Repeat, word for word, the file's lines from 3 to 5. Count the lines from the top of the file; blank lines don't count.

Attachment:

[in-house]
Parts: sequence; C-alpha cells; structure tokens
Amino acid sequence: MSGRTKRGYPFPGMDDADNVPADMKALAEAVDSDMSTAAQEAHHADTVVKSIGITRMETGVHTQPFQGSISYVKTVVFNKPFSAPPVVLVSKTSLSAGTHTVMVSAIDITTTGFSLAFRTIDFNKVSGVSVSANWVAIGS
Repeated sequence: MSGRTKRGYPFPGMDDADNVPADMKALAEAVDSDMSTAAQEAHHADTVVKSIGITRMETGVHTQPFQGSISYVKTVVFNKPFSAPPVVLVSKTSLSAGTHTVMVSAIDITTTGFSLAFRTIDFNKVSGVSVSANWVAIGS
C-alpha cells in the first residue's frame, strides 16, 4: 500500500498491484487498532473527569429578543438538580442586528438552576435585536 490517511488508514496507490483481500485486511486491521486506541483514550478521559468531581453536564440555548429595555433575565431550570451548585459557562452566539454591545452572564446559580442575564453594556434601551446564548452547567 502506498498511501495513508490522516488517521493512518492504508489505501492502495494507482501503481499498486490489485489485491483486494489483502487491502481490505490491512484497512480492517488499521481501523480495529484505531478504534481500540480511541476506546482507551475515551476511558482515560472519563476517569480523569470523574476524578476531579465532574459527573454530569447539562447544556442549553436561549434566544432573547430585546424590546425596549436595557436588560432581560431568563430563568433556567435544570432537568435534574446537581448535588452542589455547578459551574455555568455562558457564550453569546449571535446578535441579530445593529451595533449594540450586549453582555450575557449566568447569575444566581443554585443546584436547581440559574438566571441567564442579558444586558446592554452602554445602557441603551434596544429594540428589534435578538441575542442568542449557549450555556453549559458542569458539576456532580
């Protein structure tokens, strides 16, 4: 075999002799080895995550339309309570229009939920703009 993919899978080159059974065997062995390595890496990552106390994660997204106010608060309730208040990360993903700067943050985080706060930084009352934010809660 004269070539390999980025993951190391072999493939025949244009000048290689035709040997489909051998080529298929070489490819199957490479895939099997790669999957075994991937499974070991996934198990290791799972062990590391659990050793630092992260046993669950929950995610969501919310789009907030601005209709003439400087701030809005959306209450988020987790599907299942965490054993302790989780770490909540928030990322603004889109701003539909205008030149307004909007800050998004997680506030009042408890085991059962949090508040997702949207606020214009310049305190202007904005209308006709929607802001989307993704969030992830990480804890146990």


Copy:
Amino acid sequence: MSGRTKRGYPFPGMDDADNVPADMKALAEAVDSDMSTAAQEAHHADTVVKSIGITRMETGVHTQPFQGSISYVKTVVFNKPFSAPPVVLVSKTSLSAGTHTVMVSAIDITTTGFSLAFRTIDFNKVSGVSVSANWVAIGS
Repeated sequence: MSGRTKRGYPFPGMDDADNVPADMKALAEAVDSDMSTAAQEAHHADTVVKSIGITRMETGVHTQPFQGSISYVKTVVFNKPFSAPPVVLVSKTSLSAGTHTVMVSAIDITTTGFSLAFRTIDFNKVSGVSVSANWVAIGS
C-alpha cells in the first residue's frame, strides 16, 4: 500500500498491484487498532473527569429578543438538580442586528438552576435585536 490517511488508514496507490483481500485486511486491521486506541483514550478521559468531581453536564440555548429595555433575565431550570451548585459557562452566539454591545452572564446559580442575564453594556434601551446564548452547567 502506498498511501495513508490522516488517521493512518492504508489505501492502495494507482501503481499498486490489485489485491483486494489483502487491502481490505490491512484497512480492517488499521481501523480495529484505531478504534481500540480511541476506546482507551475515551476511558482515560472519563476517569480523569470523574476524578476531579465532574459527573454530569447539562447544556442549553436561549434566544432573547430585546424590546425596549436595557436588560432581560431568563430563568433556567435544570432537568435534574446537581448535588452542589455547578459551574455555568455562558457564550453569546449571535446578535441579530445593529451595533449594540450586549453582555450575557449566568447569575444566581443554585443546584436547581440559574438566571441567564442579558444586558446592554452602554445602557441603551434596544429594540428589534435578538441575542442568542449557549450555556453549559458542569458539576456532580